A Precedes B – George Hofmann

A Precedes B 

Works by Four Artists 

David Richard Gallery 211 East 121 Street New York NY 10035 

Opening 9 March 2022 Reception 12 March 2022 2-6 pm 

George Hofmann
Ghost Fuji, 2020
Acrylic on linen mounted to wood 18 x 24 inches 

The time George Hofmann spent with Clement Greenberg in New York and Vermont in the Sixties was a formative period for the artist. The regulative idea “this is beautiful” was an aesthetic one Greenberg derived from Immanuel Kant. Hofmann came to share this critical method of judging artworks with Greenberg. 

The declarative statement was one based upon feeling, and emotion, as products of the senses. The conventions of painting, as corollaries of experience, were subsequently tested to one degree or another in their abilites to provoke response. Abstract pictures become ever more optical and flat in their rejection of depiction and illusion. Greenberg’s theory was the underpinning of postwar abstract painting up through the middle of the decade, which was when Hofmann began teaching at Hunter College with Vincent Longo, Tony Smith, and others. 

In Homemade Esthetics, Greenberg defined continuity as a means of informing judgements, which in turn buttressed pronouncements of taste. This guaranteed an ineffable sense of quality would be discerned in any artwork worthy of attention. The fact of one thing following another conferred a sense of order to them. For Greenberg, this remained steadfast, regardless of the surprise which arrived from a confrontation with novelty, where the appearance of different expectations held forth. Greenberg thus took chronology into account in his theory, but only in the most retrospective way. He didn’t fully account for the reality which actually makes a shape of time, and produces various artifacts as images of it.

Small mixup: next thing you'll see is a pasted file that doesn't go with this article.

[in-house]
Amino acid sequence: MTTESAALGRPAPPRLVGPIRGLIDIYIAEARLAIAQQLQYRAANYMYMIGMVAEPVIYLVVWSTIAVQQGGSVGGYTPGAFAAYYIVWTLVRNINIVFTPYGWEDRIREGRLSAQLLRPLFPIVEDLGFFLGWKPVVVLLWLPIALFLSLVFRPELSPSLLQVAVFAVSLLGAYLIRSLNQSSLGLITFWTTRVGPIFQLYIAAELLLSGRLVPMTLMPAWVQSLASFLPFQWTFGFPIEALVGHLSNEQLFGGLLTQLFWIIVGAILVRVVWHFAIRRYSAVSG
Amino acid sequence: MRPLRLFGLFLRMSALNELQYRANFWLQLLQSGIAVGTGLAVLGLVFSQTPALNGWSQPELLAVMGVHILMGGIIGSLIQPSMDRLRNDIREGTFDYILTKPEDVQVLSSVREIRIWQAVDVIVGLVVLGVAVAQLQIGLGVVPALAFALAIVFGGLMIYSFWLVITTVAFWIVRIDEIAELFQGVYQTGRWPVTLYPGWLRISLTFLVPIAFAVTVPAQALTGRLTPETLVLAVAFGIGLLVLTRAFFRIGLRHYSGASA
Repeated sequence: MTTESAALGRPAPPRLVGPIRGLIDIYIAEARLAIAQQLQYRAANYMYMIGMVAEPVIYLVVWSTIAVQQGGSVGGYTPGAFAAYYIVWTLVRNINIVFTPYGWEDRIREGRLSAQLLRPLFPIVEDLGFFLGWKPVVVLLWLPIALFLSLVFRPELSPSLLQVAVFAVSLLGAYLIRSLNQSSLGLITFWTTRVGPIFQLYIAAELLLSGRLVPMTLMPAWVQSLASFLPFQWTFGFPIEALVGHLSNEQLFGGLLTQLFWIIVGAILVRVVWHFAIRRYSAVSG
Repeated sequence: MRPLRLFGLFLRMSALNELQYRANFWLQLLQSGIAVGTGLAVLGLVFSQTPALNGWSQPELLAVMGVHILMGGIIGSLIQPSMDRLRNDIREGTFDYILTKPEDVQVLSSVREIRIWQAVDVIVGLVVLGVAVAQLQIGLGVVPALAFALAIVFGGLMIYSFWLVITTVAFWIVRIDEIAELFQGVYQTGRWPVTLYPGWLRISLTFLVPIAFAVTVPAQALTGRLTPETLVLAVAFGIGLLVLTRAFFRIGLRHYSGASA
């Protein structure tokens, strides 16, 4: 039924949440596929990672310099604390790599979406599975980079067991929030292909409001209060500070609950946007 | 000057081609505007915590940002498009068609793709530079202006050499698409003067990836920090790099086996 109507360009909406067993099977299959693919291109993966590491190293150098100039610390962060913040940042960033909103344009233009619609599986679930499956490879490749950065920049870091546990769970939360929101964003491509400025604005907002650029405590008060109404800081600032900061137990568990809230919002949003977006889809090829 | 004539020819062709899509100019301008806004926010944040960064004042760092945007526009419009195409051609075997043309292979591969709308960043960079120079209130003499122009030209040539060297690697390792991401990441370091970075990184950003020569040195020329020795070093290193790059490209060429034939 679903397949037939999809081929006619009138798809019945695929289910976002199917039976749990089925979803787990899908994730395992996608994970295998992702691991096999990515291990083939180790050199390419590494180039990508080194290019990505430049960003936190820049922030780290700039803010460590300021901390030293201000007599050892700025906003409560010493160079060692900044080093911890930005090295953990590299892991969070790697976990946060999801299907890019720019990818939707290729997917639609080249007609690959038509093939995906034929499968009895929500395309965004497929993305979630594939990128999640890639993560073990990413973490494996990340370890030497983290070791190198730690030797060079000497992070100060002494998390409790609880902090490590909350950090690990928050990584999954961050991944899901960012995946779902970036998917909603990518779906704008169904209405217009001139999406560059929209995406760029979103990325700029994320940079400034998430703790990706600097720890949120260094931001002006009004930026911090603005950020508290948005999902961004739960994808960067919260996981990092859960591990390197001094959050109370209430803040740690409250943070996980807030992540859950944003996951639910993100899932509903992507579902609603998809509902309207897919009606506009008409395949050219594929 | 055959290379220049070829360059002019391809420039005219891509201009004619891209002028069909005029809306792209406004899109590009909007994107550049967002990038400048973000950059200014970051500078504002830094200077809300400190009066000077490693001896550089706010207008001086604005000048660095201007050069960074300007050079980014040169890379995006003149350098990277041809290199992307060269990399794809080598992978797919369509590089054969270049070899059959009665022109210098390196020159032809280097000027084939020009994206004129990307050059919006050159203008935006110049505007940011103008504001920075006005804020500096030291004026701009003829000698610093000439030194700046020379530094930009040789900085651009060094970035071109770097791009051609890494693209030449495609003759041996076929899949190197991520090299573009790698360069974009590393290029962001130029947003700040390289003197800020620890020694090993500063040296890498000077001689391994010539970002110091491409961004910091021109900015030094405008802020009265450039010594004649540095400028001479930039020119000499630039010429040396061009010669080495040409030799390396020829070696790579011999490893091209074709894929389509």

In 2010, Hofmann’s essay “Fractured Space” characterized discontinuity as Greenberg didn’t, and likely couldn’t have. The difference Hofmann raised in his writing acknowledged “a piling on of history, experience, and emotion.” In Hoffman’s hands, a thoughtful framework was surmised for a contemporary means of addressing, yet not assessing, the status of any artwork. His is a proposition built upon looking, and looking again, and deferring resolution. In other words, where Greenberg claimed certitude, Hofmann expresses doubt. 

Subsequently, an understanding of Hofmann’s intuition is found in the equation “A Precedes B”. It implies ordered relationships which aren’t self-reflexive, as modernist painting had been, nor merely relative, as postmodern art became. With the medium as its symbol, painting is now is free to truly become itself, but may only do so as it continues to hold other paintings in mind. This position acknowledges the pictorial turn art has taken as the world bears the effects computation has placed upon it, with a leveling of representation instantiated by the translation of all into code. It’s here where painting might prove resistant, and reestablish its place amongst the concerns of the avant-gardes which have come before. 

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